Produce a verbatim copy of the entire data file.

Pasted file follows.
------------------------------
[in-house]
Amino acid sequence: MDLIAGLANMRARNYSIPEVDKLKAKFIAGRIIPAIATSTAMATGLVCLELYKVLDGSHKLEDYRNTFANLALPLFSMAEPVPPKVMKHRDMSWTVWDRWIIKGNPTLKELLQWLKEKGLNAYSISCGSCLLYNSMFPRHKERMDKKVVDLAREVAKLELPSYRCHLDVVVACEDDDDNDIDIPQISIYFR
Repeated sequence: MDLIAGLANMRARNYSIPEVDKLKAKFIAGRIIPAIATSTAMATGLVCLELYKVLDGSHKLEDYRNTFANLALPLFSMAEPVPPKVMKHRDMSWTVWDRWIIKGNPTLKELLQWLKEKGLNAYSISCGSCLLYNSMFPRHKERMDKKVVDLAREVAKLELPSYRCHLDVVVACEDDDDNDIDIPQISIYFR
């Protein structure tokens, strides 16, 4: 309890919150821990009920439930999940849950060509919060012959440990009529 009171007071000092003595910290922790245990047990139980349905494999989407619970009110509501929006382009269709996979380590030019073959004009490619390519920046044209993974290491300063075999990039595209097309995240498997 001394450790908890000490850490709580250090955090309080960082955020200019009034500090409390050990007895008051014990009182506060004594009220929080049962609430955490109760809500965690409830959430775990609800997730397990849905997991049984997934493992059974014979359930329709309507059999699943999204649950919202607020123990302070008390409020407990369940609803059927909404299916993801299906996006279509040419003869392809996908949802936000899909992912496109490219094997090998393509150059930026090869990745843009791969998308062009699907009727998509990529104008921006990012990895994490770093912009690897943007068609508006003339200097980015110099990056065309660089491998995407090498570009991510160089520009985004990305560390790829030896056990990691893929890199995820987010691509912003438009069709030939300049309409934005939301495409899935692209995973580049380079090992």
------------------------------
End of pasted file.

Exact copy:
[in-house]
Amino acid sequence: MDLIAGLANMRARNYSIPEVDKLKAKFIAGRIIPAIATSTAMATGLVCLELYKVLDGSHKLEDYRNTFANLALPLFSMAEPVPPKVMKHRDMSWTVWDRWIIKGNPTLKELLQWLKEKGLNAYSISCGSCLLYNSMFPRHKERMDKKVVDLAREVAKLELPSYRCHLDVVVACEDDDDNDIDIPQISIYFR
Repeated sequence: MDLIAGLANMRARNYSIPEVDKLKAKFIAGRIIPAIATSTAMATGLVCLELYKVLDGSHKLEDYRNTFANLALPLFSMAEPVPPKVMKHRDMSWTVWDRWIIKGNPTLKELLQWLKEKGLNAYSISCGSCLLYNSMFPRHKERMDKKVVDLAREVAKLELPSYRCHLDVVVACEDDDDNDIDIPQISIYFR
């Protein structure tokens, strides 16, 4: 309890919150821990009920439930999940849950060509919060012959440990009529 009171007071000092003595910290922790245990047990139980349905494999989407619970009110509501929006382009269709996979380590030019073959004009490619390519920046044209993974290491300063075999990039595209097309995240498997 001394450790908890000490850490709580250090955090309080960082955020200019009034500090409390050990007895008051014990009182506060004594009220929080049962609430955490109760809500965690409830959430775990609800997730397990849905997991049984997934493992059974014979359930329709309507059999699943999204649950919202607020123990302070008390409020407990369940609803059927909404299916993801299906996006279509040419003869392809996908949802936000899909992912496109490219094997090998393509150059930026090869990745843009791969998308062009699907009727998509990529104008921006990012990895994490770093912009690897943007068609508006003339200097980015110099990056065309660089491998995407090498570009991510160089520009985004990305560390790829030896056990990691893929890199995820987010691509912003438009069709030939300049309409934005939301495409899935692209995973580049380079090992």